Commonly Confused

'Disinvite' or 'Uninvite'?

A disinvited guest is an uninvited problem

The prefixes used to indicate negation are kind of funny in English. We have a bunch of them: un- and non-, of course, but also in- (and its variants il-, ir-, and im-), dis- (and dys-), and a-. For native speakers, these are all perfectly natural:









ghost being disinvited from party

"This party is for ghostwriters—one word. Your invitation was a mistake."

Some of these are used because they fall into specific phonetic and etymological categories: for example, ir- is only found before words beginning with /r/ and il- is only found before words beginning with /l/. But the similar function of these negative prefixes unites them.

What divides them is their history. Un- is from Old English. Dis- is from Latin, and literally means “apart,” “asunder,” or “in different directions.” It was applied almost exclusively to verbs of Latin origin, hence the idea of “undoing” an action (think of disarm or disinherit or dishonor).

When dis- is used as a noun or adjective prefix, there is sometimes a corresponding Latin-based word formed with con- meaning “with” or “together”:





Dis- is hiding in other words, too: it became dif- in words like diffuse and differ, and sometimes no longer seems like a prefix at all in a word like descant (etymologically meaning “singing apart” or “singing in two parts.”) Dis- combines rarely with words that don’t have Latin origins; the most commonly used words formed with dis- that have Old English base words are:





But dis- and un- do sometimes cross lexical paths—they are occasionally applied to the same word. These words may evolve to have entirely distinct meanings: no one uses disgraceful to mean ungraceful. Dislike means “disapproval” as a noun and “disapprove” as a verb, but unlike as an adjective means “different” or “unequal.” (As a verb, unlike is now used in social media contexts, whether one dislikes it or not.) Other pairs have closer meanings but distinct usage: unused means “idle” whereas disused means “abandoned.” Today, uninterested is usually used to mean “indifferent” and disinterested is used to mean “impartial,” but it’s interesting to note that in the 17th century it was the other way around.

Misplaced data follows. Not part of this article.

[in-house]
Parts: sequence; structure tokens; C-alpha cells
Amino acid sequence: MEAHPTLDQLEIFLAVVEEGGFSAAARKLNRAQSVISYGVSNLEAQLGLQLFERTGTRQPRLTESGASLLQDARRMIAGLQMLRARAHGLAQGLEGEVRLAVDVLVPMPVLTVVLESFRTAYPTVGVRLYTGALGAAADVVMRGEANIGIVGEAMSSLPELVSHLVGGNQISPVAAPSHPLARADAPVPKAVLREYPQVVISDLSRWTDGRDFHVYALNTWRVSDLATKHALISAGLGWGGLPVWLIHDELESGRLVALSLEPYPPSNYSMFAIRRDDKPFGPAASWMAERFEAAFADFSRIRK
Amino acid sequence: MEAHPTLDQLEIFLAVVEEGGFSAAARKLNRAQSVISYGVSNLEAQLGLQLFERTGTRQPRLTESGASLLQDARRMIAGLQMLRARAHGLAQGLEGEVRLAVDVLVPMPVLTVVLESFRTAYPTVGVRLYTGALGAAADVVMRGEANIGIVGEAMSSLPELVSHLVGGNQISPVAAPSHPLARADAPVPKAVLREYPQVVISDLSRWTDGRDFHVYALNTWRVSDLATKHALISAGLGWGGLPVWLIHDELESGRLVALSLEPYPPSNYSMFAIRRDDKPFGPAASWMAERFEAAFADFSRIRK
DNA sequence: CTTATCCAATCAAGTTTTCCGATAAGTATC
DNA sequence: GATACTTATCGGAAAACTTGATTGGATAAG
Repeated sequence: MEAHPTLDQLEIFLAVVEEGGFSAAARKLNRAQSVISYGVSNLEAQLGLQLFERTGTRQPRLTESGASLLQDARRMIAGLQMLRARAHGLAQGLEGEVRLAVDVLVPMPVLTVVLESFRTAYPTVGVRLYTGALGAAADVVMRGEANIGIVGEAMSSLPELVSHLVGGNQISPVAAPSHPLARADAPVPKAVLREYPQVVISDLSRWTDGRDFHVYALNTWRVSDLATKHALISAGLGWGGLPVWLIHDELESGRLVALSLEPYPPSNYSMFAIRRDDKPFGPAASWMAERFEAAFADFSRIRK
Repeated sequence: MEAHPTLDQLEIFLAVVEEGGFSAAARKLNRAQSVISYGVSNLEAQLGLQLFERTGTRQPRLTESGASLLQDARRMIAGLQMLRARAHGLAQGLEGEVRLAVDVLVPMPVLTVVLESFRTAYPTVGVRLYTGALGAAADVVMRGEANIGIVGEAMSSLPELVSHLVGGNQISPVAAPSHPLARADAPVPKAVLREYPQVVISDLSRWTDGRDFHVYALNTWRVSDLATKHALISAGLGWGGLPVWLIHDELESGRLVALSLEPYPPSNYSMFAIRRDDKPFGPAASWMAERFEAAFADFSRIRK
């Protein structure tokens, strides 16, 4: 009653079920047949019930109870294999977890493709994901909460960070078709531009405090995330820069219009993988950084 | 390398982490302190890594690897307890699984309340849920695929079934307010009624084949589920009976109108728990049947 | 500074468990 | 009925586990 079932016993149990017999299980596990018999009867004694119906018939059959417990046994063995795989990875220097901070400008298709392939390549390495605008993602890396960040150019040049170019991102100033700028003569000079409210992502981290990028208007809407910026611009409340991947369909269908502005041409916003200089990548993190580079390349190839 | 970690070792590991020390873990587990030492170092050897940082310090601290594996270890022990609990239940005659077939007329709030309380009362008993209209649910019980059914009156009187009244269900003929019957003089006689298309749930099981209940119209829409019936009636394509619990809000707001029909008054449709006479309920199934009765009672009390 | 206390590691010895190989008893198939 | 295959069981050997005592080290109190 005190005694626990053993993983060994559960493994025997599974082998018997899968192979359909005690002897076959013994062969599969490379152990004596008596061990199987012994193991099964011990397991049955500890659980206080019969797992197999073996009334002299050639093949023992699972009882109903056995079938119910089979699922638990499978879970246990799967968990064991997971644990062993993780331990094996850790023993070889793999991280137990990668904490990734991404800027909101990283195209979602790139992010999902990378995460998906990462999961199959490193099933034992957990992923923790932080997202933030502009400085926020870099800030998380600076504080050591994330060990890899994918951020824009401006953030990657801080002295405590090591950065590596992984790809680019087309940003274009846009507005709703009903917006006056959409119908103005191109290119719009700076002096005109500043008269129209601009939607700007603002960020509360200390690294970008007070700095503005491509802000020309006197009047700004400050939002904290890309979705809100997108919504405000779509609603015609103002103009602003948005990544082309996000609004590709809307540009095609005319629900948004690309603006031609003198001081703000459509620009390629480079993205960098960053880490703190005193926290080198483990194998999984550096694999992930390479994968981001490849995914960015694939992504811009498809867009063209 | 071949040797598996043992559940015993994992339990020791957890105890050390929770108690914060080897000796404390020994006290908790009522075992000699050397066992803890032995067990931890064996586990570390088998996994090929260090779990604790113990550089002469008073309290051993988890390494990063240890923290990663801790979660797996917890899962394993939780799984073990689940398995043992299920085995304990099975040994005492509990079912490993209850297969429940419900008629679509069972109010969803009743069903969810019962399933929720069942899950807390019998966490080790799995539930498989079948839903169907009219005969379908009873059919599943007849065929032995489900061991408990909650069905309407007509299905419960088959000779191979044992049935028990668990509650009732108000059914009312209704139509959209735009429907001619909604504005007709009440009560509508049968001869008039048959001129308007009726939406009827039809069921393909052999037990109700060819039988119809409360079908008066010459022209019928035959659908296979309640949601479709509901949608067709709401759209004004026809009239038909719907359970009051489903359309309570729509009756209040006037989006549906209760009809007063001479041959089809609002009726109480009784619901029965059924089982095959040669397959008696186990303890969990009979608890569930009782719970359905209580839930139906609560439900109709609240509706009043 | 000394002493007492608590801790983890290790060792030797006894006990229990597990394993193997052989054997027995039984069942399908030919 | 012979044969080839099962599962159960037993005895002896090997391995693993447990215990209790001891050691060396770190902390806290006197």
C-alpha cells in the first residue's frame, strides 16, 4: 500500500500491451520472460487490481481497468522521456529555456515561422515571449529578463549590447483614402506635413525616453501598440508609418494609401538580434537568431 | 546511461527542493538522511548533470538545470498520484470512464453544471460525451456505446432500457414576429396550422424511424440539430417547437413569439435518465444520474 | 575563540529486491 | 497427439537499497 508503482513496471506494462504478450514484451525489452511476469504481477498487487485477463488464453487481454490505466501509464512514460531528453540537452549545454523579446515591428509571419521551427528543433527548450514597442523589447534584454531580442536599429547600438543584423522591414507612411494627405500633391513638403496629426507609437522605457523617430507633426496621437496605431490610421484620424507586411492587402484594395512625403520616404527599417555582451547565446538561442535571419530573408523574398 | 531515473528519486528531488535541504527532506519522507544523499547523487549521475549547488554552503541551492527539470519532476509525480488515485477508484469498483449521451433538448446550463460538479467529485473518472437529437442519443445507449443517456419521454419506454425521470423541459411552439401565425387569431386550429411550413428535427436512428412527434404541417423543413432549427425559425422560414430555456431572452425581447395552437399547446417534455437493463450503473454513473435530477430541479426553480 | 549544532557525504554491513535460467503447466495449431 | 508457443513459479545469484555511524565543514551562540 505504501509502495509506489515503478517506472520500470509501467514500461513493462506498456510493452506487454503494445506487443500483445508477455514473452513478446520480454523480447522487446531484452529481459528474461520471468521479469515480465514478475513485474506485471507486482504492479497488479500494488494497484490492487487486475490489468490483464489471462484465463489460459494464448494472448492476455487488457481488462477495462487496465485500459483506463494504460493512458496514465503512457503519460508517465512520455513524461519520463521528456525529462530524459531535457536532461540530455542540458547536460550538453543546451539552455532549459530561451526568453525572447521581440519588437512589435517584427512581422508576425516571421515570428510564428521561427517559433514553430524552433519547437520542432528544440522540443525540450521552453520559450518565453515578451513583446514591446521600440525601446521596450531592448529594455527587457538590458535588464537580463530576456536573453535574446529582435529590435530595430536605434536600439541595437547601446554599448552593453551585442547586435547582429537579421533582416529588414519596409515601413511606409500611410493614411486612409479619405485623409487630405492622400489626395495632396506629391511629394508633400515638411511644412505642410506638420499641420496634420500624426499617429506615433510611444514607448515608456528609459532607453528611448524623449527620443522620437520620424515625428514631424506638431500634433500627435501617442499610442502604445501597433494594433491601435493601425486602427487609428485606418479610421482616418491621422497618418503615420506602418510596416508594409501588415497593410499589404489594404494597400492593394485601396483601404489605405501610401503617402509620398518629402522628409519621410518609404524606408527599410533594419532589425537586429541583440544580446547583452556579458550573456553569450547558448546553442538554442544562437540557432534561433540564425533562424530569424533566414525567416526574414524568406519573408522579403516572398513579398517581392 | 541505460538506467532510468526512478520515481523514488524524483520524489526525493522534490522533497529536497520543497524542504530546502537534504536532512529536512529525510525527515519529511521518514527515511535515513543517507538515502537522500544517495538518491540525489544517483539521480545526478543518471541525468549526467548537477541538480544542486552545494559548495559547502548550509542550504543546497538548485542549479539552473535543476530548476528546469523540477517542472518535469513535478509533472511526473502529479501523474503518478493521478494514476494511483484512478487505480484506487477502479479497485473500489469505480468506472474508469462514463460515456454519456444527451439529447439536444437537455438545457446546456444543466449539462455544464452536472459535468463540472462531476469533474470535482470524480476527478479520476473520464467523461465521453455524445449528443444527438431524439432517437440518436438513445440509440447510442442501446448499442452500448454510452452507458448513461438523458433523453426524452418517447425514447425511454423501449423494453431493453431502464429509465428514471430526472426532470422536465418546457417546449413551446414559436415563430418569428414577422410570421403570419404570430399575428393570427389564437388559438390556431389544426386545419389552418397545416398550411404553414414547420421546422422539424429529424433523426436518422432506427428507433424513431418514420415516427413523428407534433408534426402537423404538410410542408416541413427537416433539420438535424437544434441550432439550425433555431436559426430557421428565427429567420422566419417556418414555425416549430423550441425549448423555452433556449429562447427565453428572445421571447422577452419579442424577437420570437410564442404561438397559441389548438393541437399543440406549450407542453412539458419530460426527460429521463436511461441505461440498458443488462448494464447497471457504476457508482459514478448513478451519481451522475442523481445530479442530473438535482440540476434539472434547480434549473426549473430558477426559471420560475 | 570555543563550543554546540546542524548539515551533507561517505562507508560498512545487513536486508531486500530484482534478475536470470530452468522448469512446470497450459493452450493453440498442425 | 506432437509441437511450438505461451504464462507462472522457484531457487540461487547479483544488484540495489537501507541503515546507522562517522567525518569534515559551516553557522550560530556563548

The pair uninvite and disinvite represents a special case. First of all, it’s notable that the adjectives uninvited (“uninvited guest”) and uninviting (“uninviting odor”) are virtually uncontested by the rare usage of disinvited and disinviting. This adjectival use of uninvited is very old:

When all is spent, the last hoste will be a guide and companion vnto him to the next house vninuited: for that skilleth not; but are receiued with like curtesie: in respect of hospitalitie making no difference whether he be of acquaintance or not.
—Cornelius Tacitus, The Annales of Cornelius Tacitus, 1598

For he left no Gentleman, or Lady in or about Cassall uninvited to be at her buriall, and his Feast, and dighted himselfe and all his Kinsfolkes and Servants in mourning attire, thereby the better to carry off the least reflexion or shaddow of suspicion from him of this his foule and inhumane Murther.
—John Reynolds, The Triumph of Gods Revenge, 1635

The use of the verb disinvite meaning “to withdraw an invitation” is also very old:

First he shewed in forme of a complaint how sensible the Archdukes were of an injurie they reputed done unto them in the point of honour by disinviting him againe at the feast of Coronation, upon pretence of competition of prioritie of place betwixt him & the Venetian Ambassador.
—The Earl of Salisbury to Sir Thomas Edmondes, 26 Apr. 1606

And uninvite has been used with the same meaning for nearly as long:

But now for mine own part, I must ingenuously confesse, that though I finde my self more usefully and deliciously entertained with the very least fragments of Bishop Andrews, than with the fullest spread Tables of those new Men, who uninvite the People to be his Guests, and train them up to another Diet.
—Lancelot Andrewes, Apospasmatia sacra, 1657

Nevertheless, both Samuel Johnson in 1755 and Noah Webster in 1828 had entries for the verb disinvite but only the adjective uninvited. Most English dictionaries since Johnson and Webster have followed suit, entering the verb disinvite but not uninvite (the historical Oxford English Dictionary does have a short entry for uninvite), and yet the evidence available to us today shows that both words are alive and well in contemporary English usage.

What I want to do is give them a chance to uninvite me. I'm sure some of the people will feel differently about me now.
—Mario Cuomo, The New York Times 21 February 1987

Rather than uninvite the offending family members, let them know how disappointed you were in their behavior.
—Sense & Sensitivity, Daily Journal (Missouri), 14 December 2016

Occasionally, the two forms appear together, showing uncertainly as to which is “correct”:

It didn't play well enough with Erick Erickson, the head of Red State's wife, that she sort of convinced him to uninvite him or disinvite him.
—Dana Bash, CNN transcript, 11 August 2015

Both disinvite and uninvite are correct. The huge 1934 Merriam-Webster Unabridged (Webster’s Second) had an entry for the verb uninvite, meaning “to annul an invitation of,” but it also bears the label “Rare.” It’s not rare anymore and will be added to our dictionaries soon. Neither word will be disinvited or uninvited to our word-laden table.

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